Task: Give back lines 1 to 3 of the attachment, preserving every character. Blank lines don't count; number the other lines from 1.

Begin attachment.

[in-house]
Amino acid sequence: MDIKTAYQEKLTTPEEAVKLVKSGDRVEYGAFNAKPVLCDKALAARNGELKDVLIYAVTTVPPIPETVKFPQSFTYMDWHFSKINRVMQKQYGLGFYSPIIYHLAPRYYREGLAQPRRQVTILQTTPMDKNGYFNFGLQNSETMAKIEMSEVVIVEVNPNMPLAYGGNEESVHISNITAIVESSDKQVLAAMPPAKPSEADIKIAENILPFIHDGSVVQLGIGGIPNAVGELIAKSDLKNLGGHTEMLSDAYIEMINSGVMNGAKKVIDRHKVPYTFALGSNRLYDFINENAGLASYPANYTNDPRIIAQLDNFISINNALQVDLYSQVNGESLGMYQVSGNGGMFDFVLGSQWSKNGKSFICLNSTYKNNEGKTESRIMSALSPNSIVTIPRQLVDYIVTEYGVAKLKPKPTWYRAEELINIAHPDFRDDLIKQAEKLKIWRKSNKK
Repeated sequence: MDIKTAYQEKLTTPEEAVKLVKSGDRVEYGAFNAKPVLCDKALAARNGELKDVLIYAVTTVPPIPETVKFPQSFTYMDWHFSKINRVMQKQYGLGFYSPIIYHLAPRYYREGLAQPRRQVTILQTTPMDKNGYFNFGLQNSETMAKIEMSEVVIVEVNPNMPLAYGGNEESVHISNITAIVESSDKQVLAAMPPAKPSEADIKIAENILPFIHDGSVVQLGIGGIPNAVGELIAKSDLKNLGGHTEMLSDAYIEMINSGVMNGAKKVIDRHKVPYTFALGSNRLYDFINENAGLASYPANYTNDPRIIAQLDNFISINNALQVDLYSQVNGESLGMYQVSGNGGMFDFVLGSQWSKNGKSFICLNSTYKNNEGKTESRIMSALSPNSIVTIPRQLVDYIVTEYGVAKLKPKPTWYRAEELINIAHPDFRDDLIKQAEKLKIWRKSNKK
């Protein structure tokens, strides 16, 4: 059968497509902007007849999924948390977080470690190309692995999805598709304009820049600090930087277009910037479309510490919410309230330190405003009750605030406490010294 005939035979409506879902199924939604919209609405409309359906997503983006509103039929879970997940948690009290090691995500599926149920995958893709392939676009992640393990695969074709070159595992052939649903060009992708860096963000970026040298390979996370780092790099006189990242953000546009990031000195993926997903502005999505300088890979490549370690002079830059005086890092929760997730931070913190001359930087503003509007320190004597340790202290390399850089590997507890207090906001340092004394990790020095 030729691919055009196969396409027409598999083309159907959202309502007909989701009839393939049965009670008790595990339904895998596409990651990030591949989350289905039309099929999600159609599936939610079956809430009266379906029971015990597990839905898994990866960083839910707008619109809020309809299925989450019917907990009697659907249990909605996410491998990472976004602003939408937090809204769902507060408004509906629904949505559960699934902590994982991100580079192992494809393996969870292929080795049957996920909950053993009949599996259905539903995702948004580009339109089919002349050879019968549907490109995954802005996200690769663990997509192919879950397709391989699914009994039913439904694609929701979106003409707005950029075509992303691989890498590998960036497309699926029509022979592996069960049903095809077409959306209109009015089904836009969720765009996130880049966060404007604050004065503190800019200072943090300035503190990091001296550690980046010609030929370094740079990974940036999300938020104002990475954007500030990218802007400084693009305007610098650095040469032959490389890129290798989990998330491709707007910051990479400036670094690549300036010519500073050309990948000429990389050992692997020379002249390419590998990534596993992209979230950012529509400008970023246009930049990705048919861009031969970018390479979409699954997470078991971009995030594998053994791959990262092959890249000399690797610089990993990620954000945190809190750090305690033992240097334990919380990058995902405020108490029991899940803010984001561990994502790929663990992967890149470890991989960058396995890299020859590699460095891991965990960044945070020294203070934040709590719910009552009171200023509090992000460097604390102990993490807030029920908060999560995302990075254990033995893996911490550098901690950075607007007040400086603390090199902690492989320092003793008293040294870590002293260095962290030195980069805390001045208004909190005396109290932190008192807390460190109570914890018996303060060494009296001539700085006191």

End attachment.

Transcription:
[in-house]
Amino acid sequence: MDIKTAYQEKLTTPEEAVKLVKSGDRVEYGAFNAKPVLCDKALAARNGELKDVLIYAVTTVPPIPETVKFPQSFTYMDWHFSKINRVMQKQYGLGFYSPIIYHLAPRYYREGLAQPRRQVTILQTTPMDKNGYFNFGLQNSETMAKIEMSEVVIVEVNPNMPLAYGGNEESVHISNITAIVESSDKQVLAAMPPAKPSEADIKIAENILPFIHDGSVVQLGIGGIPNAVGELIAKSDLKNLGGHTEMLSDAYIEMINSGVMNGAKKVIDRHKVPYTFALGSNRLYDFINENAGLASYPANYTNDPRIIAQLDNFISINNALQVDLYSQVNGESLGMYQVSGNGGMFDFVLGSQWSKNGKSFICLNSTYKNNEGKTESRIMSALSPNSIVTIPRQLVDYIVTEYGVAKLKPKPTWYRAEELINIAHPDFRDDLIKQAEKLKIWRKSNKK
Repeated sequence: MDIKTAYQEKLTTPEEAVKLVKSGDRVEYGAFNAKPVLCDKALAARNGELKDVLIYAVTTVPPIPETVKFPQSFTYMDWHFSKINRVMQKQYGLGFYSPIIYHLAPRYYREGLAQPRRQVTILQTTPMDKNGYFNFGLQNSETMAKIEMSEVVIVEVNPNMPLAYGGNEESVHISNITAIVESSDKQVLAAMPPAKPSEADIKIAENILPFIHDGSVVQLGIGGIPNAVGELIAKSDLKNLGGHTEMLSDAYIEMINSGVMNGAKKVIDRHKVPYTFALGSNRLYDFINENAGLASYPANYTNDPRIIAQLDNFISINNALQVDLYSQVNGESLGMYQVSGNGGMFDFVLGSQWSKNGKSFICLNSTYKNNEGKTESRIMSALSPNSIVTIPRQLVDYIVTEYGVAKLKPKPTWYRAEELINIAHPDFRDDLIKQAEKLKIWRKSNKK